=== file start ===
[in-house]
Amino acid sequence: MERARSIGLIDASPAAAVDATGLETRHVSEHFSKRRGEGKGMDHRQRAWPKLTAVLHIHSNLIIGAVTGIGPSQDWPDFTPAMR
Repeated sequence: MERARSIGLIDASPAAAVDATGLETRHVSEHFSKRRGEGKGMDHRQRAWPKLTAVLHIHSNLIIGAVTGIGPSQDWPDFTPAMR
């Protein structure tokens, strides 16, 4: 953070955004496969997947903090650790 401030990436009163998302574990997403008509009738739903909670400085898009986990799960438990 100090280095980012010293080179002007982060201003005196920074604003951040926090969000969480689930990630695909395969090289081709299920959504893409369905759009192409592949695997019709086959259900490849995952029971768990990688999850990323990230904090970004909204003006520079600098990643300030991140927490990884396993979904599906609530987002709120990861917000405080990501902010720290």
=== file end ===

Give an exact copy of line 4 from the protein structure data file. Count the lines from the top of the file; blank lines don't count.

């Protein structure tokens, strides 16, 4: 953070955004496969997947903090650790 401030990436009163998302574990997403008509009738739903909670400085898009986990799960438990 100090280095980012010293080179002007982060201003005196920074604003951040926090969000969480689930990630695909395969090289081709299920959504893409369905759009192409592949695997019709086959259900490849995952029971768990990688999850990323990230904090970004909204003006520079600098990643300030991140927490990884396993979904599906609530987002709120990861917000405080990501902010720290």